Stylistically, too, he had reached an impasse. Caylus has been derided for saying that he was deficient in the art of composition; but from the academic point of view he was right. Watteau never mastered the baroque trick of relating figures in depth. In his large pictures the groups are dotted about in rows, with a back cloth behind them; only in his small pictures, where all the figures are in the same plane, is there a perfect feeling of unity (a visit to the Wallace collection will confirm this). The great exception is the Embarquement, where Watteau has had the inspired idea of making his departing figures vanish down the side of the bank and reappear by their boat, thus avoiding the problem of the middle distance. It is a device of mannerist painting perfectly appropriate to the subject, but not to be repeated.

At the same time he turned for help to the formality of an architectural setting, and the first result was the Plaisirs du Bal at Dulwich, the most beautiful Watteau in England. This, we may suppose, was the solution which was working in his mind during his months of numbness, and which he was so eager to realise when he went to Gersaint on his return.

The Enseigne employs the schematic perspective of fifteenth-century Florence, which had been revived by the Dutch some sixty years earlier. The setting is a box, with walls converging on a central vanishing point, and with a chequered foreground to lead in the eye. But this box is also a stage (it was in fact in the theatre that the devices of Albertian perspective had their most prolonged success); and in the disposition of the figures, which Gersaint found so natural, Watteau has used the arts of the stage director. What a genial piece of stagecraft, to put the farmer's boy, who brought the straw for the packingcase, in front of the proscenium arch. By thus establishing his actors on a stage he has preserved his detachment, in spite of the fact that they are no longer creatures of illusion, but real and familiar.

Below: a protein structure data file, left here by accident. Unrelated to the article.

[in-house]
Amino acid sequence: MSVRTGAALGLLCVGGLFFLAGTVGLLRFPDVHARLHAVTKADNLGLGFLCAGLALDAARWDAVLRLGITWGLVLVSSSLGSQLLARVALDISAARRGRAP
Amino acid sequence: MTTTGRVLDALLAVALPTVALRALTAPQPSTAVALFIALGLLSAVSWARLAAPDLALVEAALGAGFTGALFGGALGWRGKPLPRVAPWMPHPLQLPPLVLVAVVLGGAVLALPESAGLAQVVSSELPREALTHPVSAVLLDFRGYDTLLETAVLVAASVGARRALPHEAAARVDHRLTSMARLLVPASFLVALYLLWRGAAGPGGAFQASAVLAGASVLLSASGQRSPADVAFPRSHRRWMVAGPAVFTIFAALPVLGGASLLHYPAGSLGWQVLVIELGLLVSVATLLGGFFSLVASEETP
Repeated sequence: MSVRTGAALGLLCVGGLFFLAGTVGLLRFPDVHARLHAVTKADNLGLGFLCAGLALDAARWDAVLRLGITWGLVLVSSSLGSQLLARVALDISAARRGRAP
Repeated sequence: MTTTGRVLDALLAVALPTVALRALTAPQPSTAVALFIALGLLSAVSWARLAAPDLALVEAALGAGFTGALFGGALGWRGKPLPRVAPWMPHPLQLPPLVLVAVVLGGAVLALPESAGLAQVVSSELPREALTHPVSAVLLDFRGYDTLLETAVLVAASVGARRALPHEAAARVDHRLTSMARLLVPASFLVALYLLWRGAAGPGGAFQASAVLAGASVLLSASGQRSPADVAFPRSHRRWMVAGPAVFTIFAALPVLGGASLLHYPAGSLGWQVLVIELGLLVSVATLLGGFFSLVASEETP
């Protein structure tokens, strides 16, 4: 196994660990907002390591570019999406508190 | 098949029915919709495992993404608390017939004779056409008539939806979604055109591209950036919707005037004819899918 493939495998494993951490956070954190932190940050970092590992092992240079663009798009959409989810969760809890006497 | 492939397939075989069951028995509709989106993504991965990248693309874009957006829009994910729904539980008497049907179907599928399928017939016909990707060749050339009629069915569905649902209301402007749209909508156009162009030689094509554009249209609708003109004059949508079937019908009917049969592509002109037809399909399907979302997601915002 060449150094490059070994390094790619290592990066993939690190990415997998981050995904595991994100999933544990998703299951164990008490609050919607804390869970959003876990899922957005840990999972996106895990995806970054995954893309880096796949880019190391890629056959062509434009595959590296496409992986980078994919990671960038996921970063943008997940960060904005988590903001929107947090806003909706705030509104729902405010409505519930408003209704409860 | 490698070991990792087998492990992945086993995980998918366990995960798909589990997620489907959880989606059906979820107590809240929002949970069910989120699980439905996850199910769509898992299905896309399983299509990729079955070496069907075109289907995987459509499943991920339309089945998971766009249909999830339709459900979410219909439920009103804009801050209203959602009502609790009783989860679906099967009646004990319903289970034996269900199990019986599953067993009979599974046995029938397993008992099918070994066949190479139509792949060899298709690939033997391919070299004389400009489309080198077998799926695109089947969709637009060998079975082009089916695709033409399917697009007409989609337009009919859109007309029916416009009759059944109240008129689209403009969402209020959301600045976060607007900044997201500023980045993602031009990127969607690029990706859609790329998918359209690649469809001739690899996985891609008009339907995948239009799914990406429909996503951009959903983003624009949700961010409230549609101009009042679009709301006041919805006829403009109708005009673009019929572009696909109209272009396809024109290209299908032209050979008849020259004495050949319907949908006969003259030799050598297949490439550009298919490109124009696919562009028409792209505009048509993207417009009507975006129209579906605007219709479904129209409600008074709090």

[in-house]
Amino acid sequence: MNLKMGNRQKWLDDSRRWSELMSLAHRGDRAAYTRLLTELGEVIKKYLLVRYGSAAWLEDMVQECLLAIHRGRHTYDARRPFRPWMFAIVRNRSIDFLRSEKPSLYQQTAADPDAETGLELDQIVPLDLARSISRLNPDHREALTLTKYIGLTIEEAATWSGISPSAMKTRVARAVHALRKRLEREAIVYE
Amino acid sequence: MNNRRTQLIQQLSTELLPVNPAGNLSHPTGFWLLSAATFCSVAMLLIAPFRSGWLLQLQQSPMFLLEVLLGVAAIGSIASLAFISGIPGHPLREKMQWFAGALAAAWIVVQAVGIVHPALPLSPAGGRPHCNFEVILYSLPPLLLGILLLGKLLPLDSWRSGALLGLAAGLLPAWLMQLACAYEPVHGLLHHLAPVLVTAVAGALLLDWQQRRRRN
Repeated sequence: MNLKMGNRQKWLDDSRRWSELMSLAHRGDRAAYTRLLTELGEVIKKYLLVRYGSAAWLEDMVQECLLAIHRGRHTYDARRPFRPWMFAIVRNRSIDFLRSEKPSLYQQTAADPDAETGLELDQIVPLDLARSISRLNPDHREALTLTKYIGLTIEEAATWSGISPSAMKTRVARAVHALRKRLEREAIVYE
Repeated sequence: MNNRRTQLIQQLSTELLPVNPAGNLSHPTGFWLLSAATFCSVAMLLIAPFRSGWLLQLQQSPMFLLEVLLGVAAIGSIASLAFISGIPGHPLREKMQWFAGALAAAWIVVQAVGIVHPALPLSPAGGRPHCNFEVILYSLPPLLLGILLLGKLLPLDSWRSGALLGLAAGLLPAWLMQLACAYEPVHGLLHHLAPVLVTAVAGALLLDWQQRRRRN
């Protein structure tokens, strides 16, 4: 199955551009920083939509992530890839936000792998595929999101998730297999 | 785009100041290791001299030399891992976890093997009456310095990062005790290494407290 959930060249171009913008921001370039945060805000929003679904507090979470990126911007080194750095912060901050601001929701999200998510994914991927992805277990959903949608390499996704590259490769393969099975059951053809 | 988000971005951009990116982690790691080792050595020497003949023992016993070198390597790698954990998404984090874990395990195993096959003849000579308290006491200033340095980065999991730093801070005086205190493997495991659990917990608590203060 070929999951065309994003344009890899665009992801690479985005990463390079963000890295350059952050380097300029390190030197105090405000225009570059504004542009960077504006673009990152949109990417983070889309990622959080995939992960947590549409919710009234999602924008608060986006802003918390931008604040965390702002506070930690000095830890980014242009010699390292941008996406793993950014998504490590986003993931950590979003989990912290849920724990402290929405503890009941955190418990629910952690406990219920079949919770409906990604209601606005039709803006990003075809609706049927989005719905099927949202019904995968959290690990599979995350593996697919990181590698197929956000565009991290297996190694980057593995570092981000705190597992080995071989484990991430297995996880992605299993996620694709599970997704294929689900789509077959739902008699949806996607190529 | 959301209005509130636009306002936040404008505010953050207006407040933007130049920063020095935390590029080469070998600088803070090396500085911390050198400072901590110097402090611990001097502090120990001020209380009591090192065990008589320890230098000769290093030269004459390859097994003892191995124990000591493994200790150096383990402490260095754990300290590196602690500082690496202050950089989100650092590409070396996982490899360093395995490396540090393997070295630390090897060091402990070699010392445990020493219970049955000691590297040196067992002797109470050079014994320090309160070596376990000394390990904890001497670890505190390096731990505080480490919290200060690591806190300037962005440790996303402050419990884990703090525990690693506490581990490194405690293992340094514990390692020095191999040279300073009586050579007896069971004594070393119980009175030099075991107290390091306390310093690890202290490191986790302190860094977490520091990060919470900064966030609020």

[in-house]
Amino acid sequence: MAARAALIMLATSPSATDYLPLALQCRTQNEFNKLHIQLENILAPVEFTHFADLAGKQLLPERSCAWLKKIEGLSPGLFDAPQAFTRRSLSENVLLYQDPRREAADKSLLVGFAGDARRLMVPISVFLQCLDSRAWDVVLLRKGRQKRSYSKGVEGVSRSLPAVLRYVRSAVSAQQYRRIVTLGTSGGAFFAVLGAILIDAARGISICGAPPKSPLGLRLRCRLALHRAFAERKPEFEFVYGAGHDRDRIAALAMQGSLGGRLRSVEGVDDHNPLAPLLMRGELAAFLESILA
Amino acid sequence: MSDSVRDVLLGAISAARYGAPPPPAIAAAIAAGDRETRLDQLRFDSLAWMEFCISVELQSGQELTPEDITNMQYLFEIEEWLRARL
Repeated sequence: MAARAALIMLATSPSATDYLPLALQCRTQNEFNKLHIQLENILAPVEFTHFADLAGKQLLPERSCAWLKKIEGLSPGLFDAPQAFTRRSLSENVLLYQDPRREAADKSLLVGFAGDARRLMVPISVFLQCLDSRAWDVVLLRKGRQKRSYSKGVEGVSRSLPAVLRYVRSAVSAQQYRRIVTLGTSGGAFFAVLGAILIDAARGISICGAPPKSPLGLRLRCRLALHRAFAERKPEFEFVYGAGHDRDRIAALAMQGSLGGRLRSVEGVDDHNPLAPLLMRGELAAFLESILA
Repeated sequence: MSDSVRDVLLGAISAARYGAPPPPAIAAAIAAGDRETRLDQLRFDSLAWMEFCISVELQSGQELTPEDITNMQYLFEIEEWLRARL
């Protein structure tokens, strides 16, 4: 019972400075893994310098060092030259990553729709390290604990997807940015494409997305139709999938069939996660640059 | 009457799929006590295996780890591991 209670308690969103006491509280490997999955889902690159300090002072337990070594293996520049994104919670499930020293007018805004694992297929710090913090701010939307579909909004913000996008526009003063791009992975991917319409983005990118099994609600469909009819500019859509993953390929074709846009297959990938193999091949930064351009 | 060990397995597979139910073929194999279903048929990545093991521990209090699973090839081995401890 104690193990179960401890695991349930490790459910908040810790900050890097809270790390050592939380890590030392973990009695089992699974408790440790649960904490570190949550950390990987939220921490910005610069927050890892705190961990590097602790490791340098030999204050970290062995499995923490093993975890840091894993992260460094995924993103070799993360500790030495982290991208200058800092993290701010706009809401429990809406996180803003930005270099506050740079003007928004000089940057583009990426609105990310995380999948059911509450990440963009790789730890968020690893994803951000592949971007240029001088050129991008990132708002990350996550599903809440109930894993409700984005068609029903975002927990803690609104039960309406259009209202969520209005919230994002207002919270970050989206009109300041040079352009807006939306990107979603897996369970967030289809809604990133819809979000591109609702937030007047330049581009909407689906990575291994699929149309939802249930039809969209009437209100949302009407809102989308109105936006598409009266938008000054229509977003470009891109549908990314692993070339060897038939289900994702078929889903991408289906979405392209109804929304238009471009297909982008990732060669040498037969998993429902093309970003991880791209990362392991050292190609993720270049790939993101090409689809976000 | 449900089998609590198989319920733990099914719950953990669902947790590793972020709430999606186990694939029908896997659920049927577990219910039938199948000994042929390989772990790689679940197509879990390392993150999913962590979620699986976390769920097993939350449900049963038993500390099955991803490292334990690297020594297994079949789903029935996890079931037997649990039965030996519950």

This formalised setting has allowed him the symmetrical interplay of tone and colour which was the first thing to strike me in the Enseigne. But by a stroke of inspiration the walls of his perspective box do not imprison the eye, for they are covered with shadowy promises of escape, the pictures in Gersaint's gallery. Interiors of picture galleries were a favourite subject in an age of enlightened collectors, for they both served as a record and multiplied the pleasures of identification. But the pictures in Gersaint's shop are subordinate to the tonality of the whole. We can guess at the authorship of one or two - Rubens, Ricci, Mola - and Watteau has enjoyed making fanciful transcriptions of their designs; but they emerge from the penumbra only far enough to enrich the tone of the background with a play of muted colour.

The value to Watteau of this classical framework lay in the fact that he was not naturally a baroque artist. This is obvious enough if one compares his drawings with those of Rubens. Watteau did not see form as a series of flowing curves but as lines drawn taut as a bowstring. The poses and gestures of his figures may suggest easy movement, but the substructure of even his hastiest sketch is severe. In the Enseigne the standing lady and the kneeling connoisseur are examples of this rectilinear severity, and all the figures, except the packer in the white shirt, have an underlying sharpness of accent. They are more at home in a perspective box than in a feathery park.

But once again Watteau has concealed this severity by the grace of his handling. The Enseigne is painted lightly and rapidly, and without the rich texture of his other pictures. I find it hard to believe that the ladies' silk dresses took him only eight days, but the other figures have the freshness of his drawings. In this Watteau has achieved one of his aims, for we know that he valued his drawings more highly than his pictures, and was tormented by the fact that he could not preserve their qualities in paint. The greater naturalness of the figures, which Gersaint mentions in his description of the Enseigne, was really a liberation of Watteau's own nature. It is as if all the skill which he has hitherto felt bound to keep in reserve, as a jewel setter might lock up his precious stones, had been suddenly poured out quite freely, as if jewels were as common as violets and anemones. Perhaps that is why the Enseigne, in spite of the frivolity of its subject, gives one the feeling of an extremely serious picture. Like the late works of Titian, Rembrandt and Velasquez, it consummates some mystic union between the artist and his art.